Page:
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Must learndly read, too; in part, of intellectual rigor
|Posted Saturday, April 5, 2007|
|1965 civil rights death gets new look|
|By Phillip Rawls, Associated Press Writer|
MONTGOMERY, Ala. - A fatal shooting by a state trooper that helped inspire the march from Selma in 1965 and the "Bloody Sunday" protest that preceded it will get a fresh look next week by a special grand jury.
Former State Trooper James Bonard Fowler has insisted for years that he shot black Vietnam War veteran Jimmie Lee Jackson in self-defense when Jackson grabbed Fowler's pistol during a melee in a Marion cafe.
"There is no question about who did the shooting. The question is whether this was a murder or it was something else," said District Attorney Michael Jackson, who is not related to the victim.
Jackson reopened the case at the request of constituents who felt the full story had never been told, he said. He will convene a Perry County grand jury Wednesday and expects an indictment.
On the night of Feb. 18, 1965, about 500 people started marching from Zion United Methodist Church toward the Marion city jail to protest the jailing of a civil rights worker. They were met by a line of city police, sheriff's deputies and state troopers.
According to witness accounts, the street lights suddenly went out, billy clubs started swinging and a group of protesters ran into Mack's Cafe, pursued by state troopers.
In the melee, 82-year-old Cager Lee was clubbed to the floor, as was his daughter, Viola Jackson, when she rushed to his side. Her son, recently returned Vietnam, tried to help them and was shot, according to the cafe operator.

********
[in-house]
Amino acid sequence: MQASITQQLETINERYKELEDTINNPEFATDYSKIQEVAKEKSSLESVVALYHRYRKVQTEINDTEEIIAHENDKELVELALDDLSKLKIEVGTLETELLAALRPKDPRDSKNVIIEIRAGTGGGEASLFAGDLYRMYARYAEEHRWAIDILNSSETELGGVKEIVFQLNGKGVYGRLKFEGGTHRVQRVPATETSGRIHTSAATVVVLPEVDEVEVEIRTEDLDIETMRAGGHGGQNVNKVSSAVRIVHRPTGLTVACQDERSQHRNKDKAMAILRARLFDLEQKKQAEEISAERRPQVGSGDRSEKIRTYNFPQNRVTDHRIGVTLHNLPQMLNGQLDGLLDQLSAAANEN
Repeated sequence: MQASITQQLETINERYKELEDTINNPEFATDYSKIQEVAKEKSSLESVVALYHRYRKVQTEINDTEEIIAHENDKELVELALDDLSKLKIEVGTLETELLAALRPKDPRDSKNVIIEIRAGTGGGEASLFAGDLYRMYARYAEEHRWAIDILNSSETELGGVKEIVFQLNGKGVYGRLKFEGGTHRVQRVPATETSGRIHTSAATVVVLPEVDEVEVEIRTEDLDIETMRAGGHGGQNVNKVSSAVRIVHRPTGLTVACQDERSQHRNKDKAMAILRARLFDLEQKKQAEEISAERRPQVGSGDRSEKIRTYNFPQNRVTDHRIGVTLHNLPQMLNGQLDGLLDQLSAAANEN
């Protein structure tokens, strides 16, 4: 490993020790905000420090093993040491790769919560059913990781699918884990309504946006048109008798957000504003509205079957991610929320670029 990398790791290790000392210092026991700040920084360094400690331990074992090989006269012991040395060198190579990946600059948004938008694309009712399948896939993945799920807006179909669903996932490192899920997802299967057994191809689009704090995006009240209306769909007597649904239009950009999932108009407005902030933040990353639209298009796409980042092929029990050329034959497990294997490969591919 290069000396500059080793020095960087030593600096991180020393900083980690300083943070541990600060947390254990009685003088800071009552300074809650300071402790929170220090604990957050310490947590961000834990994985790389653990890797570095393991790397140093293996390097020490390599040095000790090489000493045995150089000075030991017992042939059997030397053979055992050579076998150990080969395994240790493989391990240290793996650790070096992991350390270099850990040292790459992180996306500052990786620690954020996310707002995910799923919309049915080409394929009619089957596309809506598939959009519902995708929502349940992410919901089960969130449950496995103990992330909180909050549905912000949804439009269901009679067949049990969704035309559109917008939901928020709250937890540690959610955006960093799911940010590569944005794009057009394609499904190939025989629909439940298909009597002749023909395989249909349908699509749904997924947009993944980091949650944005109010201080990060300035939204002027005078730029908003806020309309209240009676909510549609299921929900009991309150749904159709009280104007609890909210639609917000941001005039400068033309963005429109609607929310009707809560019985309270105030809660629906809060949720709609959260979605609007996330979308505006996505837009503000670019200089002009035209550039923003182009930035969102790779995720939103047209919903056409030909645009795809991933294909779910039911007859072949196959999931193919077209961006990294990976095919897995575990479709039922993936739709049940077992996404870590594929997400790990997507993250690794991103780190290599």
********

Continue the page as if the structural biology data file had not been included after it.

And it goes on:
Jimmie Lee Jackson died days later at a Selma hospital. He was 26.
A month later, state troopers and deputies beat demonstrators at the start of a march from Selma to Montgomery to protest Jackson's death and to seek voting rights. TV shots of the attack, which became known as "Bloody Sunday," were seen around the world.
The assault became a galvanizing event in the civil rights movement, leading to the march on Washington later that month and passage of the federal Voting Rights Act.
Fowler's version of the events the night Jimmie Lee Jackson was hurt was accepted by state officials in 1965. But in recent years, as prosecutors began to solve old civil rights-era slayings including the Birmingham church bombing that killed four girls in 1963 and the slaying of three civil rights workers Mississippi in 1964 people in west Alabama began to call for a new examination of Jackson's death.
Fowler, 72, is retired and living in Geneva, Ala. He referred all questions to his attorney. But in a 2005 interview with The Associated Press, he said, "I didn't intend to hurt that man. He snatched my weapon out of my holster and we were fighting for it. I was very sorry that it happened."
Fowler's attorney, George Beck, said he is hamstrung in presenting his side because officers who were with Fowler that night in Mack's Cafe have died.
"It's not a murder or typical killing. Mr. Fowler was defending himself and his fellow state troopers," said Beck, whose client has not been asked to testify before the grand jury.
"We feel like it's a travesty to bring this at such a late date."
Copyright © 2007 The Associated Press
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